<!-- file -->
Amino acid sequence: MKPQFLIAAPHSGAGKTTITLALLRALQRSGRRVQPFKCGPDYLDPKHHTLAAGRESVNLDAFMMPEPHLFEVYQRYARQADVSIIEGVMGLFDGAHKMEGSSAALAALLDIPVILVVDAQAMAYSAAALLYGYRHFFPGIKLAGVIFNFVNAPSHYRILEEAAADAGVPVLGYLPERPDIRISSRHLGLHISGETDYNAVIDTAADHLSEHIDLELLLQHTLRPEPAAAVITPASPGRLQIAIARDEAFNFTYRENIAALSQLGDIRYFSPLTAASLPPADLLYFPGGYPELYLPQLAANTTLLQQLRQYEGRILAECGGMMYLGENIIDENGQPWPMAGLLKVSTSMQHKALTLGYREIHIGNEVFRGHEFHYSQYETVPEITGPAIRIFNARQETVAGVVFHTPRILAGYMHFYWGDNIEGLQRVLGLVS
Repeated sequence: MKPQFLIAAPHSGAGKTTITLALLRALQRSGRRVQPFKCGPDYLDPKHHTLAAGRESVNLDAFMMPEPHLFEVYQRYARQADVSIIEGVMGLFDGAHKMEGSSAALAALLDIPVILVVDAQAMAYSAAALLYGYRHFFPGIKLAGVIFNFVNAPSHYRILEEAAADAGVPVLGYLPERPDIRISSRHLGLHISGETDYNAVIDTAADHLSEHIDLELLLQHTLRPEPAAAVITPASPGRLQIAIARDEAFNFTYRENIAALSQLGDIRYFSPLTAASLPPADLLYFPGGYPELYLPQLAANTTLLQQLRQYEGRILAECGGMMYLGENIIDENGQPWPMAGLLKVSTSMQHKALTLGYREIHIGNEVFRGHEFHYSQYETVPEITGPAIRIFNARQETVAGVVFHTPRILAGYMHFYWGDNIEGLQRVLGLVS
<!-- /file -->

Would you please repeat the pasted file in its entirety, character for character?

Amino acid sequence: MKPQFLIAAPHSGAGKTTITLALLRALQRSGRRVQPFKCGPDYLDPKHHTLAAGRESVNLDAFMMPEPHLFEVYQRYARQADVSIIEGVMGLFDGAHKMEGSSAALAALLDIPVILVVDAQAMAYSAAALLYGYRHFFPGIKLAGVIFNFVNAPSHYRILEEAAADAGVPVLGYLPERPDIRISSRHLGLHISGETDYNAVIDTAADHLSEHIDLELLLQHTLRPEPAAAVITPASPGRLQIAIARDEAFNFTYRENIAALSQLGDIRYFSPLTAASLPPADLLYFPGGYPELYLPQLAANTTLLQQLRQYEGRILAECGGMMYLGENIIDENGQPWPMAGLLKVSTSMQHKALTLGYREIHIGNEVFRGHEFHYSQYETVPEITGPAIRIFNARQETVAGVVFHTPRILAGYMHFYWGDNIEGLQRVLGLVS
Repeated sequence: MKPQFLIAAPHSGAGKTTITLALLRALQRSGRRVQPFKCGPDYLDPKHHTLAAGRESVNLDAFMMPEPHLFEVYQRYARQADVSIIEGVMGLFDGAHKMEGSSAALAALLDIPVILVVDAQAMAYSAAALLYGYRHFFPGIKLAGVIFNFVNAPSHYRILEEAAADAGVPVLGYLPERPDIRISSRHLGLHISGETDYNAVIDTAADHLSEHIDLELLLQHTLRPEPAAAVITPASPGRLQIAIARDEAFNFTYRENIAALSQLGDIRYFSPLTAASLPPADLLYFPGGYPELYLPQLAANTTLLQQLRQYEGRILAECGGMMYLGENIIDENGQPWPMAGLLKVSTSMQHKALTLGYREIHIGNEVFRGHEFHYSQYETVPEITGPAIRIFNARQETVAGVVFHTPRILAGYMHFYWGDNIEGLQRVLGLVS